August 21st, 2010


Tickets Vs. Memberships

As I approach my 45th birthday (next Friday), I find myself feeling more and more like an old fogey when it comes to convention running, at least in some respects. And one of the ways this manifests itself is in terminology regarding the money that you pay a convention that allows you to attend and participate in that convention. I've always encountered this as a "membership," but it appears to me that more and more such events, run mostly by people younger and younger than me, call them "tickets," and even when the organizers don't do so, the people planning to attend do so. Even at the Worldcon level, I keep seeing people saying that they "have two Worldcon tickets to sell," or "would like to buy a ticket to Worldcon."

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While I was out for a walk today, I had a "Modest Proposal" moment: We continue to sell convention memberships at the current prices, but we sell "Tickets" for two or three times as much money, with fewer privileges. For a Worldcon, for instance, a ticket might cost $500, and not include any publications, voting rights, or other membership rights — it would just be an admission ticket. And if someone complained at the high ticket prices, you could just say, "Oh, you can buy a membership for a lot less and get more."

I reckon this wouldn't really work, because few people would actually get it, and the negative press you'd get over telling $500 "tickets" would overshadow the real membership costs at a significantly lower price, but it's nice to think about.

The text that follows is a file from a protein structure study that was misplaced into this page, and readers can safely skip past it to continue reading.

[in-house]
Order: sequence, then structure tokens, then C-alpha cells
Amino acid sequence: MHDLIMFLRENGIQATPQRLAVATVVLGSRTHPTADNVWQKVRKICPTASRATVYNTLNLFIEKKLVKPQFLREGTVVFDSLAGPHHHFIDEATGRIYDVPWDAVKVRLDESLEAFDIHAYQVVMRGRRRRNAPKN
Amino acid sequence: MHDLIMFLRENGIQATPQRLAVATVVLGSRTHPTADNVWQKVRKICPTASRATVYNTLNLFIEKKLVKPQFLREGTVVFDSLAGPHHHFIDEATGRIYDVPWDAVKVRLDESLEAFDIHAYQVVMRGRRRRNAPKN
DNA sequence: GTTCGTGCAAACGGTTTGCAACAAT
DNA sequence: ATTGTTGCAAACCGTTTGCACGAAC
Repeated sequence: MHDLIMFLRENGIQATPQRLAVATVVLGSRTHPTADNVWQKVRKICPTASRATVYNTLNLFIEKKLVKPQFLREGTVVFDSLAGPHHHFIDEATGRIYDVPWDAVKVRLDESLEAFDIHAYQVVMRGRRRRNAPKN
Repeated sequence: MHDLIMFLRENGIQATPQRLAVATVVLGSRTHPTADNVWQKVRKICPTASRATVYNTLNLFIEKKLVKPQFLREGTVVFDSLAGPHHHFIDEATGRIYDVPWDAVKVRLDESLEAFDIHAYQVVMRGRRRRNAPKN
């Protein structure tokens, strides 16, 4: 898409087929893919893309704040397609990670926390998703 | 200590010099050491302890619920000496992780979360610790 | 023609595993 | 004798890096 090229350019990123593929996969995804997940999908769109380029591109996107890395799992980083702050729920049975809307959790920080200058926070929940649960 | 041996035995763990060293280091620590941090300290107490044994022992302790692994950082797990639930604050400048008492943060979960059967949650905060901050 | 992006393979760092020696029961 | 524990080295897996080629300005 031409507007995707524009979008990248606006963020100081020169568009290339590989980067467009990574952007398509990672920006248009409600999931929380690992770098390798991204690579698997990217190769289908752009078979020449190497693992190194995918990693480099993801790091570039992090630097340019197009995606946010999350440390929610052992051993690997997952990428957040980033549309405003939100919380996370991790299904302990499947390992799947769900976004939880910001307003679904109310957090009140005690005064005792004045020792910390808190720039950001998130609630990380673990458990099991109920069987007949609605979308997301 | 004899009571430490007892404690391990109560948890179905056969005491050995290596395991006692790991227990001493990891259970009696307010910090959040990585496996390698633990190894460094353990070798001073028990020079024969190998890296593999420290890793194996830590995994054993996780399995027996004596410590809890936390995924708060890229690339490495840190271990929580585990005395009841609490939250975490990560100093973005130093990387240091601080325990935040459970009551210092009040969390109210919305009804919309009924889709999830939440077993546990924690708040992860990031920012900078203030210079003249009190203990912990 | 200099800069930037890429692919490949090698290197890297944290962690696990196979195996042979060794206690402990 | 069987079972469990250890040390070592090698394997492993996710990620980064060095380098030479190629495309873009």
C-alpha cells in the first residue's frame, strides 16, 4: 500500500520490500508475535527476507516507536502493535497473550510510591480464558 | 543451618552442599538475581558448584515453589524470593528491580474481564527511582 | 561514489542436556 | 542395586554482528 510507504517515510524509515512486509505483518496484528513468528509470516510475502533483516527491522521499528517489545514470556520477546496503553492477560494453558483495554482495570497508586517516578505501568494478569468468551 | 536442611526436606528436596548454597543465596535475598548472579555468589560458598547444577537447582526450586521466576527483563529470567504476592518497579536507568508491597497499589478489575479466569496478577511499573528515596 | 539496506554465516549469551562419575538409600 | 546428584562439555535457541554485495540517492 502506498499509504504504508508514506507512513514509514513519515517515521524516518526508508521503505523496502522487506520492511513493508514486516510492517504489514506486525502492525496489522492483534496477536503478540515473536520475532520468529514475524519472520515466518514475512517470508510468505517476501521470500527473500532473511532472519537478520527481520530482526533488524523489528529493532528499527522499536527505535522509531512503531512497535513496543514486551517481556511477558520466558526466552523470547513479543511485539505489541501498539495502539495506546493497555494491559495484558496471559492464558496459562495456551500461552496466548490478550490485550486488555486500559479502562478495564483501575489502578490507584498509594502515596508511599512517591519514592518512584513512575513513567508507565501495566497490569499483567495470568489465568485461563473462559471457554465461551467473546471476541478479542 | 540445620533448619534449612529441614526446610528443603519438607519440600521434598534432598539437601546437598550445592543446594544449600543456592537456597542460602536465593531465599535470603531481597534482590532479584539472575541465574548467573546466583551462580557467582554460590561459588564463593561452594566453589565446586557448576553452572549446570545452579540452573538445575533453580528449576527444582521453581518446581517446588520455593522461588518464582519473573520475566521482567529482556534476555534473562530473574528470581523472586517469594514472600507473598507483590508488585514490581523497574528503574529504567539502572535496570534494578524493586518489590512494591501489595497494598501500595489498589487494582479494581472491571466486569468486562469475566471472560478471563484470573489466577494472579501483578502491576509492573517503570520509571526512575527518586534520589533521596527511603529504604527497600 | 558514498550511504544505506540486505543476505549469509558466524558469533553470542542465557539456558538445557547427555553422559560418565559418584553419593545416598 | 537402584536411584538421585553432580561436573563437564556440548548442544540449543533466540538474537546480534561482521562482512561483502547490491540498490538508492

Mind you, it could be that I'm just one of those old geezers who has to hurry up and die so that Real Fans can run Proper Conventions without all of those weird old-fashioned notions clogging up the works.

Marketing & Dealers Tables

Only tangentially related to my last post is something I've thought about when it comes to the price we charge for Dealer's Tables at Worldcons (and other conventions). I seem to recall that at ConJosé, our prices weren't too high, but we didn't include any memberships in the cost of the table, which meant we had dealers complaining about how unfair it was that, from their point of view, we were charging them an extra $200 for their table.

Suggestion to conventions: increase the cost of your dealer table rent by $100 and include one membership, but say, "$100 discount if you already have a membership." (Insert a different dollar value in the slot depending on how much you charge for memberships.) This gives memberships to the dealers who don't buy memberships in your convention until they decide to actually sell at the con, while not punishing those people who bought memberships earlier. This is particularly important for conventions like Worldcon and Westercon that generally don't set their dealer table prices until less than a year out.

Besides, people seem to like "discounts" and dislike "surcharges" even when the net cost effect is the same either way.

Missed It By That Much

Late this afternoon, I got a call saying that my van was ready to be picked up. I spoke to the dealership's courtesy shuttle driver and gave him directions to my place. I started figuring that I might just barely have enough time to go to SF in SF after all.

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When our train lurched back to the Fremont platform, I bailed out. It was now so late that I would be lucky to make it Montgomery Street by "halftime" of tonight's reading. I told the station agent the situation and he stamped my ticket and let me use the luggage gate so that I wouldn't be charged the "excursion fare" for exiting from the same station from which I'd entered. I hope there's no difficulty using that ticket, as it's what I plan to use on my trip to SFO to catch my flight to Australia on the 30th.